5 Ways To Shrink Your Grocery Bill — With Custom Coupons, Credit Card Rewards, and More
Don't let inflation get you down.
It probably comes as no surprise to you that food prices at the supermarket are continuing to surge. But what might surprise you is how simple it is to shrink your grocery bill. Use these tips to (literally) bring home the bacon and fry it up in a pan.
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It’s not your imagination: There really are fewer print and digital coupons overall lately — and the biggest decline is in food coupons. One key reason is the rising price of materials and labor, which has increased costs for food manufacturers.
Luckily, there’s one easy way to not only get paper and digital coupons sent straight to you but have them customized to save you cash on what you buy most: Sign up for your store’s loyalty program or download their app. More retailers (including Winn-Dixie and Harveys supermarkets) are using artificial intelligence software that picks which coupons to send you based on your previous shopping purchases. The way stores and food manufacturers see it, giving you coupons that you’re most likely to use fosters more brand and store loyalty.
Look more closely at your credit card.
If it’s been more than 30 days since you checked the kinds of rewards you can earn with your credit card or store loyalty program, check again. With grocery prices so high, credit card issuers and supermarkets have responded by offering more generous rewards to help you save cash on food. For example, the Discover It cash-back credit card is giving cardholders 5 percent cash back on up to $1,500 in purchases at grocery stores between January 1 and March 31, but only after you activate the offer on your account online or in their app. And Kroger’s new Cash Back Offers program refunds a portion of your purchases to your loyalty account after you load qualifying offers to your Shopper’s Card. Once you accrue $20, you can request payment via PayPal or opt to apply it toward future purchases with your Shopper’s Card.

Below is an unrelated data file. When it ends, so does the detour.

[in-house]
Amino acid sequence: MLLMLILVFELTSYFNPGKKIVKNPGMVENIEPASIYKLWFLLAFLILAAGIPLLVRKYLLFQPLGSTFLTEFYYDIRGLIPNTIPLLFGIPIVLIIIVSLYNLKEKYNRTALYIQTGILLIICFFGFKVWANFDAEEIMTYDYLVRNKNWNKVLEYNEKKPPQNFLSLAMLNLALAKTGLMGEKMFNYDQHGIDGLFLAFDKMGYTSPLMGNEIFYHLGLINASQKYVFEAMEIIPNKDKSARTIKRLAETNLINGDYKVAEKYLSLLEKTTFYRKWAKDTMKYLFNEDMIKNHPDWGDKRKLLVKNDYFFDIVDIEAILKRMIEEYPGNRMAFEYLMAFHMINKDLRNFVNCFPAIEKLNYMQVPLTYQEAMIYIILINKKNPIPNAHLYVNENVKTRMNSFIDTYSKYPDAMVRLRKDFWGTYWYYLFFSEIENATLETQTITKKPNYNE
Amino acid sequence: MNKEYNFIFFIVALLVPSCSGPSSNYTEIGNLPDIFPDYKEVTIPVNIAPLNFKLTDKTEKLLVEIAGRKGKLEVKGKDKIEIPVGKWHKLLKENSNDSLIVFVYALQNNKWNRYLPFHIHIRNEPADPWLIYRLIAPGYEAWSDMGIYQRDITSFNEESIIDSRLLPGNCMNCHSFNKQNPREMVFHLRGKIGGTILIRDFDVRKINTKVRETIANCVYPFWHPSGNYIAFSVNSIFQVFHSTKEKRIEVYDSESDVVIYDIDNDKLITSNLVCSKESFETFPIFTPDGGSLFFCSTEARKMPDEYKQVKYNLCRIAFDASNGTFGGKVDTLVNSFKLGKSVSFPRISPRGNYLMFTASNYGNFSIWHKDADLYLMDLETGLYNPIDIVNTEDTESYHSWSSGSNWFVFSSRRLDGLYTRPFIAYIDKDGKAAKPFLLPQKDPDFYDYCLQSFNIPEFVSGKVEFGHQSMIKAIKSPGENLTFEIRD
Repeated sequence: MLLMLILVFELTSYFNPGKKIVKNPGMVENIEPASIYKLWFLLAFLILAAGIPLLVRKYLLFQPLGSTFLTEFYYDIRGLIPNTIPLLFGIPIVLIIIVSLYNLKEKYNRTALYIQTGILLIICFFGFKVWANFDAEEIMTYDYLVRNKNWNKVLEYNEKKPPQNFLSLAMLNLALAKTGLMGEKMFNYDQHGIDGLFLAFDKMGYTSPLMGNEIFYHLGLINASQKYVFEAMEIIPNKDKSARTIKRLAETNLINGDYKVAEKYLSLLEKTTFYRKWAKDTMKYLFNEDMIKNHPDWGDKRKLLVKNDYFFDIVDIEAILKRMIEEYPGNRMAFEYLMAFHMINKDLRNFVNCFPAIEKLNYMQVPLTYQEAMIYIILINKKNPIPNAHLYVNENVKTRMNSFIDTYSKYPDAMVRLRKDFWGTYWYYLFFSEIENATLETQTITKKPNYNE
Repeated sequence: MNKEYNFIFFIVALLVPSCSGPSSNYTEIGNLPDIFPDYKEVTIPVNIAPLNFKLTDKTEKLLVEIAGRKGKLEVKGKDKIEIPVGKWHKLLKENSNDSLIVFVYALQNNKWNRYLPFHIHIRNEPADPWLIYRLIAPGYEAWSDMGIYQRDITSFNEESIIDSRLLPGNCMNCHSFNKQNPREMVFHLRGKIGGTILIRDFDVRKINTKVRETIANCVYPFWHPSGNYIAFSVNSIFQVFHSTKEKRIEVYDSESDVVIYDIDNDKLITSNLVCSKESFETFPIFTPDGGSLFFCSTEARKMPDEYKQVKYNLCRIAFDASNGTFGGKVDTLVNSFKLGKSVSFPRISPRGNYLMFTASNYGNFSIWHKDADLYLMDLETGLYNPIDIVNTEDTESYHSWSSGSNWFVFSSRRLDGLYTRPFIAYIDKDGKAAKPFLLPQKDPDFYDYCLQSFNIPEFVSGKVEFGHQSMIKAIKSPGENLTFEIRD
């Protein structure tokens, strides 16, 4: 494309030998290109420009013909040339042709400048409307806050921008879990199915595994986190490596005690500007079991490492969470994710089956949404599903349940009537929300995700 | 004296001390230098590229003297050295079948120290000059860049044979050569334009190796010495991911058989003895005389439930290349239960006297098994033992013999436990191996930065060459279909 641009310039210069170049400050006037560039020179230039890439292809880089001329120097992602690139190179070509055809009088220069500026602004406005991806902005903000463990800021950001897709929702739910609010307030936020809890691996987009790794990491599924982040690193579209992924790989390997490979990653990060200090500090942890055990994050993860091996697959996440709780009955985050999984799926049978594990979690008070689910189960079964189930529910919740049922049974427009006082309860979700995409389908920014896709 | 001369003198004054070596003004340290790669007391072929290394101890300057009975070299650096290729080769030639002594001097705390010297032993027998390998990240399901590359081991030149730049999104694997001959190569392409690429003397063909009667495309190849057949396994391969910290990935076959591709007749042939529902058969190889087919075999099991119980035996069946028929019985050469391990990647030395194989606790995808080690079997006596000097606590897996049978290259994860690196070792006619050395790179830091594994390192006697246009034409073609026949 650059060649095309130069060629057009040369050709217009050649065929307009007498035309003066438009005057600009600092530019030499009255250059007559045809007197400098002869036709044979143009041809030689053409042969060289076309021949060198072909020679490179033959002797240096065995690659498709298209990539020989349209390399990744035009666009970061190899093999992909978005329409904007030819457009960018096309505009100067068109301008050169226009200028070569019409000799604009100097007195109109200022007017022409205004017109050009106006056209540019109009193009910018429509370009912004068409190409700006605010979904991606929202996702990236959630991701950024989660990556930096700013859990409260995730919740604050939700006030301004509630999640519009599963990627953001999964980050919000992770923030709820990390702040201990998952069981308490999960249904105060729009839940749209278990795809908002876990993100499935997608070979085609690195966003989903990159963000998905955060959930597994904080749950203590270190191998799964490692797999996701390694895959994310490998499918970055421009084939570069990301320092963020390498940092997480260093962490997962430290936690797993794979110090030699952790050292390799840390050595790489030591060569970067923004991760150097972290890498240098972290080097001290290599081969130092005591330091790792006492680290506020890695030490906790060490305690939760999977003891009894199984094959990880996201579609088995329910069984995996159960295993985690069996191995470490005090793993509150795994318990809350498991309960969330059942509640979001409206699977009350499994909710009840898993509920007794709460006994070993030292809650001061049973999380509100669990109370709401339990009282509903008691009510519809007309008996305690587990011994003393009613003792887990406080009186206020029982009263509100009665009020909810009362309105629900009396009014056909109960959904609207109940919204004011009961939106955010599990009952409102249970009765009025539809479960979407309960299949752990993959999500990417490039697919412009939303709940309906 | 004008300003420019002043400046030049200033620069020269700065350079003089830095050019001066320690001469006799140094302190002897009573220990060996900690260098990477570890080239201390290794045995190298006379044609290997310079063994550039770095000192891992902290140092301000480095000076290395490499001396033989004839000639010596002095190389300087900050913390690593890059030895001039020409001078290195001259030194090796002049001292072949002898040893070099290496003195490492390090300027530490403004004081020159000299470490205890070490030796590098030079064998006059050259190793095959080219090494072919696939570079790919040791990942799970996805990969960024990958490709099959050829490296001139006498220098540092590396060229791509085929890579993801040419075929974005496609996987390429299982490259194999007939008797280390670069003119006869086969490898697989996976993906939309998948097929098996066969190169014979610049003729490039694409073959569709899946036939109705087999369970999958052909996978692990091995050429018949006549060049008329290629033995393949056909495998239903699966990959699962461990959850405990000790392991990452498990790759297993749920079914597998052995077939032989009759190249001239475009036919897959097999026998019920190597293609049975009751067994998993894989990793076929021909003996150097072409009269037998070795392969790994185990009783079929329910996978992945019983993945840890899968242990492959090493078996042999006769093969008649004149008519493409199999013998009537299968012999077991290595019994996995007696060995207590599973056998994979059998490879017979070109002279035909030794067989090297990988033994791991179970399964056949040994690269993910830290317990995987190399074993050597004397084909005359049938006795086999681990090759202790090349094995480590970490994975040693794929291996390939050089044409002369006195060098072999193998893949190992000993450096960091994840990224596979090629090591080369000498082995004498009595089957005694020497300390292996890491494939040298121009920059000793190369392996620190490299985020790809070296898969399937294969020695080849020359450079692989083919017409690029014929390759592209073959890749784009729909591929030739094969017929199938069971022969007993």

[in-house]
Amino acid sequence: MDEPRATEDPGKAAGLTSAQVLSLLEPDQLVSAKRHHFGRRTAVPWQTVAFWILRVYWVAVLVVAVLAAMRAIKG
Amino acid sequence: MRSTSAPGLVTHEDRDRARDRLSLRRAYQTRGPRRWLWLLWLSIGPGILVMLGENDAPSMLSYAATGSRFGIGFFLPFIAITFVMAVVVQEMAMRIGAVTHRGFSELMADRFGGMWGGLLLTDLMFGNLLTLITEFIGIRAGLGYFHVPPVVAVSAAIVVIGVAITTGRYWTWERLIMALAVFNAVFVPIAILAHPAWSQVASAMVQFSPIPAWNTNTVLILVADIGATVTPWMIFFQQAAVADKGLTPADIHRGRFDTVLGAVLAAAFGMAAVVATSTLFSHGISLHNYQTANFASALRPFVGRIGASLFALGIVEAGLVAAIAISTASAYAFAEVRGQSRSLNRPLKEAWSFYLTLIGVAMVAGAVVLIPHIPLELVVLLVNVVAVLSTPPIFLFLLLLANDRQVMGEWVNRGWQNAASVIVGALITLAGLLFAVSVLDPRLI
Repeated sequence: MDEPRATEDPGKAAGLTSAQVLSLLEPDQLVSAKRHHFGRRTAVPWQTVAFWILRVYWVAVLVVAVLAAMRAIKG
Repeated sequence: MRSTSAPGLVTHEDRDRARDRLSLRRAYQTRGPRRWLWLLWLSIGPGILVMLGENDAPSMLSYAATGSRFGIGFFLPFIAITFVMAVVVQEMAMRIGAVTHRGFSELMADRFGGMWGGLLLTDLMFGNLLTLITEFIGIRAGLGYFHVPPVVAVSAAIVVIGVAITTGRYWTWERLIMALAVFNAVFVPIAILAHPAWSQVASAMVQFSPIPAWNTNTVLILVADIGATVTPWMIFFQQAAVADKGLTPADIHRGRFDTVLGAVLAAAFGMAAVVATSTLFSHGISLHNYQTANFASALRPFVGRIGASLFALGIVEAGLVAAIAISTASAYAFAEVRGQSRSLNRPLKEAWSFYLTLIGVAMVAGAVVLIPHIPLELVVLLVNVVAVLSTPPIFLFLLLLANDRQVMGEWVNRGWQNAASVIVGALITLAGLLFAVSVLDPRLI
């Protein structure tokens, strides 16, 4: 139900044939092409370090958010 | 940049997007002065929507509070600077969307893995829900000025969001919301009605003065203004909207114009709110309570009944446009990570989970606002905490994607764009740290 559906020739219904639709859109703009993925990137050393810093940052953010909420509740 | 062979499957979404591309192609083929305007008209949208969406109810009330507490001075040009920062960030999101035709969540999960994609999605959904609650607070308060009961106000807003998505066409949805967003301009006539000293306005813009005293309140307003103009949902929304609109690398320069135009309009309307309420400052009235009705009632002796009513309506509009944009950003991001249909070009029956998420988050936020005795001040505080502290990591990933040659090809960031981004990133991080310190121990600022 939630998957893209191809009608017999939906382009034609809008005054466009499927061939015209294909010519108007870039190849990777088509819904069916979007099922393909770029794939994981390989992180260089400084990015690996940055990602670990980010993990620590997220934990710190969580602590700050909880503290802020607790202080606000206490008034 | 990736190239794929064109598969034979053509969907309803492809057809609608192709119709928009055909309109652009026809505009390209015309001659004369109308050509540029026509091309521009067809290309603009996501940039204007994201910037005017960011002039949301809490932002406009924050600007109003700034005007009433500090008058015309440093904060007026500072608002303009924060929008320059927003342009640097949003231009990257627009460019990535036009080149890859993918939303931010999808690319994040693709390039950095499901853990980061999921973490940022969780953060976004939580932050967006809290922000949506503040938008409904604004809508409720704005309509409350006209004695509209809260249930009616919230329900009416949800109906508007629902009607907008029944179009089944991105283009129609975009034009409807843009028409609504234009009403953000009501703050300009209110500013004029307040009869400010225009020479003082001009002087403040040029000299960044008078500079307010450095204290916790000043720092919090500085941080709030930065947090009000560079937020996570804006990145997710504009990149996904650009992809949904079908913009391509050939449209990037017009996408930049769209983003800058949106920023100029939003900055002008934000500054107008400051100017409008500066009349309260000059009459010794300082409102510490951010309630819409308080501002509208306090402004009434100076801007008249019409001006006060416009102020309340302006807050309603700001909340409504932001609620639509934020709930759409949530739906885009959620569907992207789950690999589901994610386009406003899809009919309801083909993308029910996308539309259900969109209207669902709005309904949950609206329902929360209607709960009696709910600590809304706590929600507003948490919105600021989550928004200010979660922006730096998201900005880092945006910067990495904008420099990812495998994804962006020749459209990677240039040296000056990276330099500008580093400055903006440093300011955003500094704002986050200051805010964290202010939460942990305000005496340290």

Nab hidden deals at salvage stores.
A new type of retailer you can head to that will save you on your food bill: salvage grocery stores. These discount food retailers sell a wide selection of canned, boxed, and frozen goods for up to 50 percent less than traditional supermarkets. They buy items other stores don’t want because they’ve been discontinued, the packaging was damaged, the store had excess, or other reasons that don’t impact product safety or taste. To find these stores near you, log on to BuySalvageFood.com, tap “Start Saving,” then search for your state.
Grab ‘unwanted’ bargains.
A growing trend among supermarkets, farmers, and restaurants: selling items that are close to their expiration date or look imperfect (but are fine to eat) for up to 50 percent off. The free app Flashfood (Flashfood.com) pinpoints flash sales on discounted produce and other groceries from more than 1,400 supermarkets nationwide (including Giant, Giant Eagle, and Save A Lot), and TooGoodToGo (TooGoodToGo.com) shows you restaurants selling discounted prepared meals in your area. You can also order discounted imperfect produce and other foods from delivery services like HungryHarvest.net (starting at $15 a box) and MisfitsMarket.com (starting at $35 per box).
Heads-up: Problems with weather, crop diseases, and supply chains are causing shortages in certain foods this year, which is raising their prices. These include almonds, beef, lettuce, oranges, and rice. As a result, you may want to adjust recipes to substitute these now higher-priced ingredients for cheaper alternatives. For example: Use chicken in place of beef for casseroles and other meaty dishes. Chicken prices are dropping, thanks to an increased poultry supply!
A version of this article originally appeared in our print magazine, Woman’s World.